Wednesday, August 31, 2022

Elation is good.

Sandra Dodd:
If something causes biochemical euphoria or elation, and if the goal is learning, and peace, seek that out. Pay extra for that. Clear your calendar to help your child obtain that.
Virginia Warren:
To the extent that our brains are chemical computers, dopamine is the program that we experience as happiness. Seeing "getting a dopamine hit" in a negative light is literally disapproving of happiness.
photo by Karen James

Tuesday, August 30, 2022

Living peacefully

peace symbol made of rocks on dry cracked flat desert

So what's the "rule" about peace?
There's not a rule about peace.
         . . . .
If you want to live peacefully, make the more peaceful choice.
photo by Marty Dodd

Monday, August 29, 2022

Twirling, swirling

Through playing, children learn physics and dance and balance and color theory, but you don't need to use any of those terms. They will be discovering what their body can do, and how. They will feel the effects of wind, gravity, speed, and force, gradually through everyday experiences. They will see how colors mix or clash or complement. They will play with patterns, without needing any of those words.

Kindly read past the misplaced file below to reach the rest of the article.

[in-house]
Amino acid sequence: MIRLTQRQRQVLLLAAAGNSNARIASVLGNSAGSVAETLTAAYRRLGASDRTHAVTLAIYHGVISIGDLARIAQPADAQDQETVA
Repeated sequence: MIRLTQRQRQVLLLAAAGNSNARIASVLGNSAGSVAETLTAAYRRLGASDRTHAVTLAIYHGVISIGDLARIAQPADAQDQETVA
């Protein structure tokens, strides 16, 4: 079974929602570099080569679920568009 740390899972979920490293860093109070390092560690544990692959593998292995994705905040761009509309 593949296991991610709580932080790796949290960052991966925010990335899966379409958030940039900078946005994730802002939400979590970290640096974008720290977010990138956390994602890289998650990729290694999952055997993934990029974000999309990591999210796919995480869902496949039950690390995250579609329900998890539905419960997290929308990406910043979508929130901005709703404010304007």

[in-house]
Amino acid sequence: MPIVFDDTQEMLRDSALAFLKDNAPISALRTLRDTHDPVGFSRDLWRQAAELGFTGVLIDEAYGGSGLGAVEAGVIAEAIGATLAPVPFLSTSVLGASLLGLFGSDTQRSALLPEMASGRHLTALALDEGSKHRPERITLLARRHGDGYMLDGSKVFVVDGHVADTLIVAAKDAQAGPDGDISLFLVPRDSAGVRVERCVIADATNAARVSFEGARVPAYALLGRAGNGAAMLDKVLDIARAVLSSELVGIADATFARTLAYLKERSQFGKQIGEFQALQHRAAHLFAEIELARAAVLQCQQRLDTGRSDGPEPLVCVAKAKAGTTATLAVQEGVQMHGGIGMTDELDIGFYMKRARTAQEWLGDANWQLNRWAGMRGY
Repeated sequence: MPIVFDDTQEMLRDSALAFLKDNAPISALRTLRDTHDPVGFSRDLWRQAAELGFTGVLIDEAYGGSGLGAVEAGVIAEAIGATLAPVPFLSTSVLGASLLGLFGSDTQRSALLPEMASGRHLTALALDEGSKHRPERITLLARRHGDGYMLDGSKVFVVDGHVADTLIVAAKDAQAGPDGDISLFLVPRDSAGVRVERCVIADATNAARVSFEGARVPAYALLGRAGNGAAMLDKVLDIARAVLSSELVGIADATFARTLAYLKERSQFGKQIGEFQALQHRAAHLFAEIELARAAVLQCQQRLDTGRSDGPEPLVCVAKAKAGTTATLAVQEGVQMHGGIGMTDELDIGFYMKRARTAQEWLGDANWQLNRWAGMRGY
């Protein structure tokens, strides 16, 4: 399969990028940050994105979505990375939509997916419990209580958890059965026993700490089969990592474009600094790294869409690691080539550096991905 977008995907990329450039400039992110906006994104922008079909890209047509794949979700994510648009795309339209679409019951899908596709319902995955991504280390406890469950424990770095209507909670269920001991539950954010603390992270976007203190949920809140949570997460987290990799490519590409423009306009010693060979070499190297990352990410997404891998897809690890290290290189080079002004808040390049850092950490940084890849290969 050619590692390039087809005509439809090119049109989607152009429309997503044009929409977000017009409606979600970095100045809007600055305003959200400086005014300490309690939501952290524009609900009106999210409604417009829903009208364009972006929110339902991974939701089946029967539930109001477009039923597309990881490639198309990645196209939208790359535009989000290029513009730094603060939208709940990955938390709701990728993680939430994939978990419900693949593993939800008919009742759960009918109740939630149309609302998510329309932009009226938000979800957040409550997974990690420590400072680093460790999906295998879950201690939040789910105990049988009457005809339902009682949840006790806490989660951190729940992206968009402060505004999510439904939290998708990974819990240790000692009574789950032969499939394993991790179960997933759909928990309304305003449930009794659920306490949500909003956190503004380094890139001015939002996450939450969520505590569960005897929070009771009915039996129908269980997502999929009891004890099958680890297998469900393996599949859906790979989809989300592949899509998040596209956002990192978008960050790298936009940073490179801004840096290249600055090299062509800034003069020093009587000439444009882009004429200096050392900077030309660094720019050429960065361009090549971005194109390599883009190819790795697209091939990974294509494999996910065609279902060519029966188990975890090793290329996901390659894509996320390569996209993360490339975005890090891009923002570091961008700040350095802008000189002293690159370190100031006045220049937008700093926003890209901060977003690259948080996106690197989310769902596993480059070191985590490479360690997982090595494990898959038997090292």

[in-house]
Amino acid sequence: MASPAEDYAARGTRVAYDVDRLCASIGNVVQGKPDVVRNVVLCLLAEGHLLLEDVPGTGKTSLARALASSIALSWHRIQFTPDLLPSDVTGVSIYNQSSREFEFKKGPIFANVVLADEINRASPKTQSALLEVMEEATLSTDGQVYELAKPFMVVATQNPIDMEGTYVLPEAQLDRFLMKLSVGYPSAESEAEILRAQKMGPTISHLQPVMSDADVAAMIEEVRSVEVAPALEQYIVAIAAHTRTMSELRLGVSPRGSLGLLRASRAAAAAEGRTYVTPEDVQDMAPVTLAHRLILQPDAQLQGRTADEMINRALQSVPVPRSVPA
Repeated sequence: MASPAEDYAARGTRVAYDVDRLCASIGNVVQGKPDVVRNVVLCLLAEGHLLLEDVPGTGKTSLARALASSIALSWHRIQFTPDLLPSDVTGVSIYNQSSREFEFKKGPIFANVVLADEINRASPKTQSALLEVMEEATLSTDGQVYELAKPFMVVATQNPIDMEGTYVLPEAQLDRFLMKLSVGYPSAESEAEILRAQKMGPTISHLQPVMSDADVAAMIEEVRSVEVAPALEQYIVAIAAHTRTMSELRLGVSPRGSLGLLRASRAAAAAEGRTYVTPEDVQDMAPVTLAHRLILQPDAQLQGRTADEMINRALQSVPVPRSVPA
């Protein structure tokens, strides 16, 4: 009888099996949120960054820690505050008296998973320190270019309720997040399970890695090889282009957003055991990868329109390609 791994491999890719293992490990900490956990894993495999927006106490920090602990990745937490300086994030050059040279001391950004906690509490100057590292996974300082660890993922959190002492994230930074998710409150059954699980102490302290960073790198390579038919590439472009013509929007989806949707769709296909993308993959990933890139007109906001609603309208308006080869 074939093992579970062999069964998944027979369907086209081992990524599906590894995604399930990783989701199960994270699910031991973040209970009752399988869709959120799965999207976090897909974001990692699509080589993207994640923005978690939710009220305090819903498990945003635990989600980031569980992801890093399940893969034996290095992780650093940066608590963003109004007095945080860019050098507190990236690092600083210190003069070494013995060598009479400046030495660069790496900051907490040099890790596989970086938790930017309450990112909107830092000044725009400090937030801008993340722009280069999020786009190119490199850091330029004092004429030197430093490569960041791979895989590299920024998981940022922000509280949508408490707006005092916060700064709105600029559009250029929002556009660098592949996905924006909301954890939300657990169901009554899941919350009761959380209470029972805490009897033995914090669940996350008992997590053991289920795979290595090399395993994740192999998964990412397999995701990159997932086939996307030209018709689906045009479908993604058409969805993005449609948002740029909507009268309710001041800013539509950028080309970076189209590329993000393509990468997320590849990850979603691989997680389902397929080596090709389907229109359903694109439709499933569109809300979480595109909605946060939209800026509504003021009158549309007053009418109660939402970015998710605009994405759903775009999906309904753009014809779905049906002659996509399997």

All learning is connected, and everything counts.

Play around.
photo by Cátia Maciel

Sunday, August 28, 2022

Curious about the world

Julie, on what is needed for unschooling:

"I think a lot of what makes somebody a good unschooling parent is being curious about the world, about what’s going on around them. And willing to look at interesting things, and see interesting things everywhere, and help the child to see interesting things everywhere."
—Julie D.